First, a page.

For the purpose of connecting the prisoner with the crime it was shown that she bad admitted having administered sago to the child about 3 o’clock on the day of its death, the only occasion on that day, according to the evidence of the mother, when anything was given to it except the breast, the mother having given it no other food all day, and the other children having been away from home from 9 o’clock in the morning until after the child was taken ill. The arsenic in the parcel on the shelf was coloured blue, and in the stomach of the child a similar colouring matter was found. The motive was suggested to be a desire to be rid of the trouble the children gave, and a witness was called who deposed to a conversation with the prisoner, in the course of which she expressed satisfaction at the death of the child, as it would no longer give her trouble. The most important evidence upon this point was, however, given by a witness named Matilda Webster, who was summarily convicted of stealing boots and sentenced to three months’ imprisonment in Derby Gaol on the 10th of April. This witness stated that she was in gaol when the prisoner was there, and that upon one occasion they met at the foot of the stairs leading to the prison school-room and had a few minutes’ conversation, waiting for the school-room door to be unlocked. The witness first observed that she had then only a fortnight to remain in gaol. The prisoner answered that she should be out soon after. The witness said, “Then, did not you poison the children? The prisoner said yes, she had poisoned them with some arsenic bought to kill mice with, and that she did it because they were to troublesome. The witness added that she did not know the prisoner before, and that this was the only occasion of their speaking together. Upon this part of the case one of the female warders of the gaol was called and stated that it was quite impossible that any such conversation as that deposed to by the witness Webster could have taken place, inasmuch at during her stay in the gaol the prisoner was in the infirmary, and was always let out last and accompanied by the witness to and from the school –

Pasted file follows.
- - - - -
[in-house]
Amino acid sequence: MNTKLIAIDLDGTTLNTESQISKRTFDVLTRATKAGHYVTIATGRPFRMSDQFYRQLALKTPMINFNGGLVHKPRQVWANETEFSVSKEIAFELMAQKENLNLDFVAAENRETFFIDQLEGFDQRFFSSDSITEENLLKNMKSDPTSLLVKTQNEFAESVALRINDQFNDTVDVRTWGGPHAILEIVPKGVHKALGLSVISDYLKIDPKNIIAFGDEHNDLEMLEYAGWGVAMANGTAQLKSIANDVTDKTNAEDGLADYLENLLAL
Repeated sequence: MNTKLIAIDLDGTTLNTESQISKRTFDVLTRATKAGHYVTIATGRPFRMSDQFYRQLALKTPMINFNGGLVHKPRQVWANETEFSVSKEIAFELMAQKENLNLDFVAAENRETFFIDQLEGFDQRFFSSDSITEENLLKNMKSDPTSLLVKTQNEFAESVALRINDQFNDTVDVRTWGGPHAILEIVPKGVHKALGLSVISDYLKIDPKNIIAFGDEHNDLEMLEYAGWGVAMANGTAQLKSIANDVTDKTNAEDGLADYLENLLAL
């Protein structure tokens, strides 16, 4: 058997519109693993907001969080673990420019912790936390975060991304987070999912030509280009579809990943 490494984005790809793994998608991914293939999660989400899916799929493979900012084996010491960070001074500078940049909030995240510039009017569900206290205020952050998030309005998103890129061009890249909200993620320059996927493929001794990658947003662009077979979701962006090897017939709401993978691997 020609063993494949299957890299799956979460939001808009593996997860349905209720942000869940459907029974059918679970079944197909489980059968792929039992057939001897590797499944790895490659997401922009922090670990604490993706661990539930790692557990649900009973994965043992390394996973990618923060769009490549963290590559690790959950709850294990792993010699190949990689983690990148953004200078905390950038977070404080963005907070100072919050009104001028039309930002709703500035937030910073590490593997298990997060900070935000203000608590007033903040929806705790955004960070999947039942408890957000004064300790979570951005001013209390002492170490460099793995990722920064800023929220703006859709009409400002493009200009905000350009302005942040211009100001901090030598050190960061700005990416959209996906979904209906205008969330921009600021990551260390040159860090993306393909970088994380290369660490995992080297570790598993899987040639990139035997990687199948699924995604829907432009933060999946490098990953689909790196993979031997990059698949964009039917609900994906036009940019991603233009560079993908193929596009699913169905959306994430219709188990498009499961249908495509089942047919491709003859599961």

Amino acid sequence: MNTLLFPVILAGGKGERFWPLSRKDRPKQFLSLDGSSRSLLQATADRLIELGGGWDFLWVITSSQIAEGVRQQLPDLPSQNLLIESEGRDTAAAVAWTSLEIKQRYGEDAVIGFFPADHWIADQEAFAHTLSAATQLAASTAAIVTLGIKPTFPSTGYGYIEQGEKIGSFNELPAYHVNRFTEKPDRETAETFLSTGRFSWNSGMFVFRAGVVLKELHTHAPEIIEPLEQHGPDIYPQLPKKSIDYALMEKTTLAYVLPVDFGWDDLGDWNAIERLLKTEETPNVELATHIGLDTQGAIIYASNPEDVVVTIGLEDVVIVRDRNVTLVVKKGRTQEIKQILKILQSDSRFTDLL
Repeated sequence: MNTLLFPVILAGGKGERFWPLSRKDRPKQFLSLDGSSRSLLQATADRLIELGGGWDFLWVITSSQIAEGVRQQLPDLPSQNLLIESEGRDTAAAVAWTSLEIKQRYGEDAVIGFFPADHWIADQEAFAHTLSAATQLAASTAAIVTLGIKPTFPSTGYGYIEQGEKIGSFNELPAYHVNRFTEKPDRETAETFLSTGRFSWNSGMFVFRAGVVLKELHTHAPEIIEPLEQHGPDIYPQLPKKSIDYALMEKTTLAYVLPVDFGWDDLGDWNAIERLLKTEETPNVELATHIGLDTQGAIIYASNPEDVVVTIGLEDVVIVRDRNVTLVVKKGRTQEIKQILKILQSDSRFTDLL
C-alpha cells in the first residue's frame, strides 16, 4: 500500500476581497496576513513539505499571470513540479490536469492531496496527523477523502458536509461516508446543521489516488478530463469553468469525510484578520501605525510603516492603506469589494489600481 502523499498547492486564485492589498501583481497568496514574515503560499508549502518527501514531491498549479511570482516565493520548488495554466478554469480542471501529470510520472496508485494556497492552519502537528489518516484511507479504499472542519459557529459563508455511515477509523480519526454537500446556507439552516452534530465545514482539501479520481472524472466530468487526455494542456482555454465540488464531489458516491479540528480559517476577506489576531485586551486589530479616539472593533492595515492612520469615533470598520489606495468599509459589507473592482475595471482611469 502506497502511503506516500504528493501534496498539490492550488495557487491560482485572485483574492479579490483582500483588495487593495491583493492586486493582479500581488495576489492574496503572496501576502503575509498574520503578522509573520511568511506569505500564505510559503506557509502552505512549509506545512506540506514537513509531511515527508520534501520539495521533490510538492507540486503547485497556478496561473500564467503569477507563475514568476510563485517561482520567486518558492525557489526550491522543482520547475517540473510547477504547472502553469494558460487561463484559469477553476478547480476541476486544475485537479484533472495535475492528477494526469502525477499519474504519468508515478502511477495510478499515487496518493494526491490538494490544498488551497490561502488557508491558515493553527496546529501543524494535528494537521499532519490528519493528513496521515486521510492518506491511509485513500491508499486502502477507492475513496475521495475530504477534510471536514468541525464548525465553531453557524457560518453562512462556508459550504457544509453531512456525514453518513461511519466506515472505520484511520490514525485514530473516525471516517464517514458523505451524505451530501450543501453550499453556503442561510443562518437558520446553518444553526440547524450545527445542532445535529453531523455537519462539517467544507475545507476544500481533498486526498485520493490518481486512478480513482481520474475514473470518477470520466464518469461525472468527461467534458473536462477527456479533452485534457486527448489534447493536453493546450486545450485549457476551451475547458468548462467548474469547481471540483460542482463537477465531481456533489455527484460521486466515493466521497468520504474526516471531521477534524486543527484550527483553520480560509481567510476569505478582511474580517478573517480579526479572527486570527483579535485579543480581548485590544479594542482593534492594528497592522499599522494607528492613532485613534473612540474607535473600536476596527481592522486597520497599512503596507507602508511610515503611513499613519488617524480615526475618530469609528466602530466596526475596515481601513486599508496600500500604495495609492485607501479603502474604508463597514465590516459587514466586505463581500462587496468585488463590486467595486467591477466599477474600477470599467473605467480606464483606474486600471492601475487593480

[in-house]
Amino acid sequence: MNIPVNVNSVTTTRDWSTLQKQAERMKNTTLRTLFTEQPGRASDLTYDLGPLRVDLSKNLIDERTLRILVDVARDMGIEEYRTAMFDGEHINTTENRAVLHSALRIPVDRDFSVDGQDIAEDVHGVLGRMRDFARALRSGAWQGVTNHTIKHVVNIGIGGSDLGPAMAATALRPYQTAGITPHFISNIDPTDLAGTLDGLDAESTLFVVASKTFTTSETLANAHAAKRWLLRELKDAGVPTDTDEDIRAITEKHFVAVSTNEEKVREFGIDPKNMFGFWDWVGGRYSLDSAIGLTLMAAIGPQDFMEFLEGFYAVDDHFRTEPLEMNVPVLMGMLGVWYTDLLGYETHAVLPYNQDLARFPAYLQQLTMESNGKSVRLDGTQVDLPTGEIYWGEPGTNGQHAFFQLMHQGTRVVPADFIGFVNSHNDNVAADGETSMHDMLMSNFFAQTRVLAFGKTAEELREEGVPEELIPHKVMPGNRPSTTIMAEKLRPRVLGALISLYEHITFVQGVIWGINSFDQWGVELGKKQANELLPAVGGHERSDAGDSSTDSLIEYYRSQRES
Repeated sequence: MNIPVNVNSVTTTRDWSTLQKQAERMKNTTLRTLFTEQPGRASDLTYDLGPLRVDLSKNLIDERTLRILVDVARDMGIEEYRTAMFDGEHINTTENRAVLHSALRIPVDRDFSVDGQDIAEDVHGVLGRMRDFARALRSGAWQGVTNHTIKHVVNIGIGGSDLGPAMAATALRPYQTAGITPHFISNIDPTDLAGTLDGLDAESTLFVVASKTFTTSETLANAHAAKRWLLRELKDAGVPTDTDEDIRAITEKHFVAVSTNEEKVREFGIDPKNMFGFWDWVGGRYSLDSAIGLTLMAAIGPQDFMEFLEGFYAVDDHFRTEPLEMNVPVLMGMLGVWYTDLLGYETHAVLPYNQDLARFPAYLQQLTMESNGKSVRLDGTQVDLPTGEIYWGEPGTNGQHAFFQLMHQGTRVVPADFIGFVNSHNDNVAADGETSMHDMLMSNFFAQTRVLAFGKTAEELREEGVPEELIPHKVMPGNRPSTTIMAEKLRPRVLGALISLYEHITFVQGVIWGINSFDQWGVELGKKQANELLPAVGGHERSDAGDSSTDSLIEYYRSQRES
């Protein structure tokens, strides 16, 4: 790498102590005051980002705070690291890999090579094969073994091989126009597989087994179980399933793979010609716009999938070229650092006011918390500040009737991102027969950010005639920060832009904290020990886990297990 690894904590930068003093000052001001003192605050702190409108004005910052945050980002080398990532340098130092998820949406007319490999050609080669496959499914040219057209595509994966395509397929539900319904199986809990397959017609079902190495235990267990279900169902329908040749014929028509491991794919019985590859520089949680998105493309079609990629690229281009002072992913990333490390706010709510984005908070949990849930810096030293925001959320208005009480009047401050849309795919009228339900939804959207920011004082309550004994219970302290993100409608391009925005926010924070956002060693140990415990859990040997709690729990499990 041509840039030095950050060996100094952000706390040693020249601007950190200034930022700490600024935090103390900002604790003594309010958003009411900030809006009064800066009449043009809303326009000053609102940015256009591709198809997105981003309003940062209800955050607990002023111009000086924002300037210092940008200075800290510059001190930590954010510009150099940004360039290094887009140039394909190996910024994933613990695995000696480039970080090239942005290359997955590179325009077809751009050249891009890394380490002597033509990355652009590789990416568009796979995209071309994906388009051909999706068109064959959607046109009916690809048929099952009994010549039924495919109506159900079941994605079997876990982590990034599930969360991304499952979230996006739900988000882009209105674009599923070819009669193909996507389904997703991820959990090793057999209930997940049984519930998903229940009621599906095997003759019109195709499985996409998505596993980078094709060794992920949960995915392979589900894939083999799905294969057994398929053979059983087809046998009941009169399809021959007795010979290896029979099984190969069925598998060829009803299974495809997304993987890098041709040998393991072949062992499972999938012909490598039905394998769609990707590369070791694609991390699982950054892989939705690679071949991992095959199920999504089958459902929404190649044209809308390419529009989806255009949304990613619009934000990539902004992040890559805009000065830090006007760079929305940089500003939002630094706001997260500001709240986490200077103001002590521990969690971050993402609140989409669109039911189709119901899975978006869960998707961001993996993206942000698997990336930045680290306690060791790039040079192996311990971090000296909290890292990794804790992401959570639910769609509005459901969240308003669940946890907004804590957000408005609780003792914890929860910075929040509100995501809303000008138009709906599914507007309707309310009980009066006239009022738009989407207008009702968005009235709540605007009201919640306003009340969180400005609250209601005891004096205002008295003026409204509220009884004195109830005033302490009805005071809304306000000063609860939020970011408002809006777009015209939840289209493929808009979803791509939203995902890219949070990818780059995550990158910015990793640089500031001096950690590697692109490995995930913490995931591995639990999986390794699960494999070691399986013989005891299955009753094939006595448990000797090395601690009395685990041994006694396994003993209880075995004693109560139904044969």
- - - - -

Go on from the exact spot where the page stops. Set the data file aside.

His LORDSHIP, in summing up, commented upon the improbability of Webster’s story, pointing out how unlikely it was that a prisoner should first state that she was about to get discharged from prison and should then go on to make to a perfect stranger a confession which, if true, could only take her from the gaol to the scaffold. The rest of the evidence bore very slightly against the prisoner, and, but for fact that she had given the sago to the child, was quite consistent with her innocence. As for the sago, if that contained the coloured arsenic, it was rather strange that none of the witnesses noticed any colouring matter either in the child’s vomit or in the cup which had contained the sago.